A short history of the Val Duchesse
On 1 April 1275, Pope Gregory X approved the foundation.
In 1562, the buildings were plundered and set on fire.
In 1566 and again in 1578, about sixty nuns had to leave the Priory and seek refuge in Brussels.
From 1713 there was a long period of peace and Val Duchesse could enjoy some prosperity.
In May 1782, on Joseph II’s orders, the convent was closed and was later demolished in the aftermath of the French Revolution in 1796.
ON 21 October 1903, Charles Dietrich, an exchange broker and vice-consul for Norway, bought the splendid estate of Val Duchesse, in Auderghem, and turned it into a princely residence.
Advised by architect De Vigne, he started by restoring and extending the castle, a specimen of the Louis XVI era.
He had it rearranged, decorated and furnished with perfect taste. At the same time, with the assistance of landscape architect Louis Breydel, he turned its park into one of the most beautiful country estates in the surroundings of Brussels.
In 1930 Charles Dietrich donated the estate, which extends over twenty-five hectares, to the Royal Trust. A note of explanation is necessary on the nature of the Royal Trust (see next chapter)
The Royal Trust
Towards the end of his life, in 1910, King Leopold II decided to donate the numerous lands, castles and buildings that he had acquired over the past years to the Belgian nation. He made the donation on three conditions: lands and buildings were never to be sold; some had to retain their original function and appearance, and remain at the disposal of the heirs to the throne. At the present time, the Royal Trust is an autonomous public institution that has its own legal personality. It is completely independent financially: it is responsible for its own income and expenditure, and manages its assets and its personnel.
When Charles Dietrich acquired the estate in 1903, only a wing, a part of the surrounding wall, and a few rural buildings still showed that the site had once been occupied.
The buildings that are now called the “Priory” are the result of the rebuilding of the agricultural outbuildings (stables, barns, cattle and pig sheds.)
In 1915, Charles Dietrich entrusted architect Albert Roosenboom with rebuilding and extending the architectural compound.
The hemicycle resting on six columns that constitute the entrance, the left-hand wing comprising the ground floor state room and the rooms on the first floor, all date from the time.
The architect also built other secondary buildings to the right of the main entrance, and completed the works by an arch-shaped covered passageway.
Behind the building, Charles Dietrich changed the old cemetery into a Renaissance-style compartment garden.
The present-day castle is the result of numerous alterations over time and shows various architectural styles. The southern wing, in Louis XVI style, appears to be the oldest one (1780) and is believed to be a vestige of the old Priory built on Marie-Cécile de Neufforge’s initiative.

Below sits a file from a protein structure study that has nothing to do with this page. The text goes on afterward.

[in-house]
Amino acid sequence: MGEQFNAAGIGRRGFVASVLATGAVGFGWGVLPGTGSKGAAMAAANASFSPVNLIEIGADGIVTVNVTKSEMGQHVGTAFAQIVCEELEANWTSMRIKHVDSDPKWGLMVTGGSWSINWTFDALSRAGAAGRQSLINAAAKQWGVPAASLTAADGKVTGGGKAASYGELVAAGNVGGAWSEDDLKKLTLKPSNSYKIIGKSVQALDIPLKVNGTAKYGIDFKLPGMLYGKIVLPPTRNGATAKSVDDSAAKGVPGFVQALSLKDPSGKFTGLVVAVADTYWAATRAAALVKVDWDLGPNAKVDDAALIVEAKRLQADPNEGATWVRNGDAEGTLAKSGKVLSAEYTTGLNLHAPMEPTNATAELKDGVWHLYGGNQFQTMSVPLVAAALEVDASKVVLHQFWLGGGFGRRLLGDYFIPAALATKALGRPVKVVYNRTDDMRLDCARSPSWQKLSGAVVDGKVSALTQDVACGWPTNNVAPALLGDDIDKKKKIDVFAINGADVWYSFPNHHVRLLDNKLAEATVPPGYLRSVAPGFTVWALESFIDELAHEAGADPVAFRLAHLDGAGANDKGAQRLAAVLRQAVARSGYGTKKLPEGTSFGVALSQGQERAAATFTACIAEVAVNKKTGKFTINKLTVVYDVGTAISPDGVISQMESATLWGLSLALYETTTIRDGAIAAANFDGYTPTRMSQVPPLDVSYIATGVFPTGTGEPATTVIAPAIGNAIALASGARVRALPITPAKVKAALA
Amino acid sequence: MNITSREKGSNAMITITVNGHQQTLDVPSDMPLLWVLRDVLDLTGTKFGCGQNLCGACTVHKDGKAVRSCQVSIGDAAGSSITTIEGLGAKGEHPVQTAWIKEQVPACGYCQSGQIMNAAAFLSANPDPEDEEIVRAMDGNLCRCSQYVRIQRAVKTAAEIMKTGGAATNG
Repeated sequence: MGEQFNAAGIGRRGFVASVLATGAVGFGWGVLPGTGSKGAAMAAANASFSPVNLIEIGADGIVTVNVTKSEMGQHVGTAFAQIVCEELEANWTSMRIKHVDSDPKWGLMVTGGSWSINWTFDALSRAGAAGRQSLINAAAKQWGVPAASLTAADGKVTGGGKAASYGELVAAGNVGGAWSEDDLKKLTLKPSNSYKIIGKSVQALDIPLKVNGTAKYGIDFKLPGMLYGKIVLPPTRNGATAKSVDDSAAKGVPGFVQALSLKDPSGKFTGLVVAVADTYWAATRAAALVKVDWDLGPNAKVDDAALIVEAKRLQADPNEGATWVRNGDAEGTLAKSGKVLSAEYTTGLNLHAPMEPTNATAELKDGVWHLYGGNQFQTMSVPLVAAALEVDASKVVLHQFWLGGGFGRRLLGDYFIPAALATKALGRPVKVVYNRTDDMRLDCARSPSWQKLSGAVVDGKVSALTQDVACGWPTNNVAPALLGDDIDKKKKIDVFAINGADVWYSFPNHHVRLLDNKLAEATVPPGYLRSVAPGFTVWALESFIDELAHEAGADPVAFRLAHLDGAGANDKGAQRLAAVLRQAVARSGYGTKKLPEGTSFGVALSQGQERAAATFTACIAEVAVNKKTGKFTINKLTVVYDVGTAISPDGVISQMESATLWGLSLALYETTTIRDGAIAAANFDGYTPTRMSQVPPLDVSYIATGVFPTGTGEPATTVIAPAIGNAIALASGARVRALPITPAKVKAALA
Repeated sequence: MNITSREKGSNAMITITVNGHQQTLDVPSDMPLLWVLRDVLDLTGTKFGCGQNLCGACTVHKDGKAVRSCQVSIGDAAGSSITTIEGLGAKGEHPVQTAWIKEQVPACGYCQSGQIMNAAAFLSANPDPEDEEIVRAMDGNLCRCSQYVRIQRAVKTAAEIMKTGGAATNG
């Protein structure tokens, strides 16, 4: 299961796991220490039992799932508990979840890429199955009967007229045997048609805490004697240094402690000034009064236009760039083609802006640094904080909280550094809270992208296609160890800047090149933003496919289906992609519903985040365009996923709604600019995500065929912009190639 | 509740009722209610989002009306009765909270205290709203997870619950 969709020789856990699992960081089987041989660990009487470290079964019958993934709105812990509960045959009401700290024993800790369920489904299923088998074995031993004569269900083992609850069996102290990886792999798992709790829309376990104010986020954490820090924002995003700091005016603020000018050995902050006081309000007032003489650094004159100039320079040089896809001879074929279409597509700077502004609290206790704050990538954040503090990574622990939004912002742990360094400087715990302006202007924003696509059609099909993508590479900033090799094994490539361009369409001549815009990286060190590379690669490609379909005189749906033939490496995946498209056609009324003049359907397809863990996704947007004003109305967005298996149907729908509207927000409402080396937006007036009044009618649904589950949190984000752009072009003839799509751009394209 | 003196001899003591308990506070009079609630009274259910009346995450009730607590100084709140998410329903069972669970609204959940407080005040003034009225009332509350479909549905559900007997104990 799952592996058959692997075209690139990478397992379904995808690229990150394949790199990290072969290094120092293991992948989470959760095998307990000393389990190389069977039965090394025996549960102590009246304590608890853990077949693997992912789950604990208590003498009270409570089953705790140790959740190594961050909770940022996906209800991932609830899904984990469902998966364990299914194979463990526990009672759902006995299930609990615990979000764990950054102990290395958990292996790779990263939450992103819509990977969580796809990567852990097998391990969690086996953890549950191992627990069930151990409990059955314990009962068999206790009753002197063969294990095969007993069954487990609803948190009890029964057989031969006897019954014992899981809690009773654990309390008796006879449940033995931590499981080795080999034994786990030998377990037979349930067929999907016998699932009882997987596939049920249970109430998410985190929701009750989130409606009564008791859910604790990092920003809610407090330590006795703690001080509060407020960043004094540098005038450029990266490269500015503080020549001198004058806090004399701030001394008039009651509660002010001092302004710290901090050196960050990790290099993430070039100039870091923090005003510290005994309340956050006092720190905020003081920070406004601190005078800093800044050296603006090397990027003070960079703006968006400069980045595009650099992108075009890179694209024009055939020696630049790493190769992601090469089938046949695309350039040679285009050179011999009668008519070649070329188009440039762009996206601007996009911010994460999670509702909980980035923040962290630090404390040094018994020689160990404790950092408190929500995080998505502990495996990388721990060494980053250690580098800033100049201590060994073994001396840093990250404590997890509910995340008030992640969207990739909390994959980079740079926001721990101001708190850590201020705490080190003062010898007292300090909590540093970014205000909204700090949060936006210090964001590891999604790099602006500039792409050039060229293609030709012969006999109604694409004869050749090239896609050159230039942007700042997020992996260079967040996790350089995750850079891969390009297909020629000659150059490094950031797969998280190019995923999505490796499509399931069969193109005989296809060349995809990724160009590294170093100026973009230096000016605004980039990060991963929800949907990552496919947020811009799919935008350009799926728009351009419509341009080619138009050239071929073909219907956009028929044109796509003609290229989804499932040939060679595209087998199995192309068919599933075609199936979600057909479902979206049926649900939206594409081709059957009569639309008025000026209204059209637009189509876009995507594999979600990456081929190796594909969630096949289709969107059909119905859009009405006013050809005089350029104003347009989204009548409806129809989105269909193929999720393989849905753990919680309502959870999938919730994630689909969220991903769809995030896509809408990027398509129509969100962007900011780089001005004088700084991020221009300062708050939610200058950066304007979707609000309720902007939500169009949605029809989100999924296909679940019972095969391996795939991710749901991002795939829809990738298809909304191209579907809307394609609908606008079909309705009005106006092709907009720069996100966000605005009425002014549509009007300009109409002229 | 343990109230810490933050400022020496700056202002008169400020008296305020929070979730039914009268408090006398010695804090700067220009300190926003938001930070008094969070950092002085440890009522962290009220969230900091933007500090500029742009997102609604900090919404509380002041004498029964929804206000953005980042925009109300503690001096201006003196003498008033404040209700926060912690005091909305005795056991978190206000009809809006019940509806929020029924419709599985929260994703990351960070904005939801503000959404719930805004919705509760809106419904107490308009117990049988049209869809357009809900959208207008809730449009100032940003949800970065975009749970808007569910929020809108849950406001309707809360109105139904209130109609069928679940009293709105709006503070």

Inside, on the ground floor, we find a hall remarkable by the richness of the marble used to cover the walls and the floor (green Aosta marble, white Carrara marble and pink marble from Portugal)
Turning towards the park, we find a room in Louis XVI style, called the Golden Room, where the monograms of Charles Dietrich and Edmond De Vigne can be seen.
To the right of the Golden Room, we find the Dutch room, which is covered with blue Delft ceramics tiles. The five lead glazed windows are each adorned with a roundel illustrating Jacobs Cats’ proverbs (a statesman born in 1577 in Brouwershaven, Dutch Zeeland).
Across from the Golden Room, we find the library, or office, of Charles Dietrich, in the Flemish neo-Renaissance style. The cloth-lined walls are decorated with numerous motifs dedicated to the topic of fortune, a hint to the landlord’s money-trading profession.
The fireplace overmantel is adorned with stars and bears the inscription “Posteo non sequor” . As a result of his gift to the Royal Donation, Charles Dietrich was conferred a personal baronial title, sporting the above motto. The latter literally translates as “I come after but I do not follow”, meaning in this case: “Though I came after the nuns of the convent, I took another course”.
The Flemish Room is characterized by the oak paneling; the bays open towards the park and are adorned with stained glass panels illustrating the proverbs of fables of La Fontaine.
A white stone arcade separated this room from the Gotic Room. In the drawings of architect Edmond De Vigne, the ground floor of this wing was designed as “a billiard room”.
The treaties of Rome: The birth of the European Union
In 1956 and 1957 the Royal Trust made the castle available to the Intergovernmental conference on the Common Market and Euratom which brought together negotiators from France, Germany, Italy, Luxembourg, the Netherlands and Belgium. These meetings were important moments in the history of the European Union. Belgium played a key role in reconciling the different visions about the future of Europe. The meeting in Val-Duchesse, led by Paul-Henri Spaak, then Belgian Minister of Foreign Affairs, prepared the texts for the European treaties which were signed on 25 March 1957 and which founded the European Economic Community and Euratom.